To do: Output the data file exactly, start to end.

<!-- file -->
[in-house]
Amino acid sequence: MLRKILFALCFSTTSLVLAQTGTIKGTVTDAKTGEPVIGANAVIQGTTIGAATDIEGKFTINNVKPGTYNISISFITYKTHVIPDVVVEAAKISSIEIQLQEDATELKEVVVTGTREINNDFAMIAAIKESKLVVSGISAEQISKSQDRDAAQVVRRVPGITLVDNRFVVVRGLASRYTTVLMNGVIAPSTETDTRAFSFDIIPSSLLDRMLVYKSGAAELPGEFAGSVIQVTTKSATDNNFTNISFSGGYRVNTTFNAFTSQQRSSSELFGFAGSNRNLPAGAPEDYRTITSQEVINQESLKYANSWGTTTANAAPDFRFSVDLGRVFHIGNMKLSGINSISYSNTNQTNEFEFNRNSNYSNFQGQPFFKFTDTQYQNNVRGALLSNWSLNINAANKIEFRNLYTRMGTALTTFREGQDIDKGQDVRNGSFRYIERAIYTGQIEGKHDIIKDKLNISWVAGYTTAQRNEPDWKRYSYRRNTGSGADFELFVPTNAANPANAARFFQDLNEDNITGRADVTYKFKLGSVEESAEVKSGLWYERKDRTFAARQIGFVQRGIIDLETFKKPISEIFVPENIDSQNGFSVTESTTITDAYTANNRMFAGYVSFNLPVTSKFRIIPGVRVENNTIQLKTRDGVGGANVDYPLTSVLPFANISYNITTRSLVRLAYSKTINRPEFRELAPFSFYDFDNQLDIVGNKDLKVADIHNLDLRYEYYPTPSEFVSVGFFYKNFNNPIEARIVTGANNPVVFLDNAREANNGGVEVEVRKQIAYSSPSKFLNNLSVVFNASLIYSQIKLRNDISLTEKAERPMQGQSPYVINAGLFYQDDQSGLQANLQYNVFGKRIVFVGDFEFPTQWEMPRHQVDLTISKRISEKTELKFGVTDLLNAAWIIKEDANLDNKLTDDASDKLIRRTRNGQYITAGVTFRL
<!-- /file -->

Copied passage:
[in-house]
Amino acid sequence: MLRKILFALCFSTTSLVLAQTGTIKGTVTDAKTGEPVIGANAVIQGTTIGAATDIEGKFTINNVKPGTYNISISFITYKTHVIPDVVVEAAKISSIEIQLQEDATELKEVVVTGTREINNDFAMIAAIKESKLVVSGISAEQISKSQDRDAAQVVRRVPGITLVDNRFVVVRGLASRYTTVLMNGVIAPSTETDTRAFSFDIIPSSLLDRMLVYKSGAAELPGEFAGSVIQVTTKSATDNNFTNISFSGGYRVNTTFNAFTSQQRSSSELFGFAGSNRNLPAGAPEDYRTITSQEVINQESLKYANSWGTTTANAAPDFRFSVDLGRVFHIGNMKLSGINSISYSNTNQTNEFEFNRNSNYSNFQGQPFFKFTDTQYQNNVRGALLSNWSLNINAANKIEFRNLYTRMGTALTTFREGQDIDKGQDVRNGSFRYIERAIYTGQIEGKHDIIKDKLNISWVAGYTTAQRNEPDWKRYSYRRNTGSGADFELFVPTNAANPANAARFFQDLNEDNITGRADVTYKFKLGSVEESAEVKSGLWYERKDRTFAARQIGFVQRGIIDLETFKKPISEIFVPENIDSQNGFSVTESTTITDAYTANNRMFAGYVSFNLPVTSKFRIIPGVRVENNTIQLKTRDGVGGANVDYPLTSVLPFANISYNITTRSLVRLAYSKTINRPEFRELAPFSFYDFDNQLDIVGNKDLKVADIHNLDLRYEYYPTPSEFVSVGFFYKNFNNPIEARIVTGANNPVVFLDNAREANNGGVEVEVRKQIAYSSPSKFLNNLSVVFNASLIYSQIKLRNDISLTEKAERPMQGQSPYVINAGLFYQDDQSGLQANLQYNVFGKRIVFVGDFEFPTQWEMPRHQVDLTISKRISEKTELKFGVTDLLNAAWIIKEDANLDNKLTDDASDKLIRRTRNGQYITAGVTFRL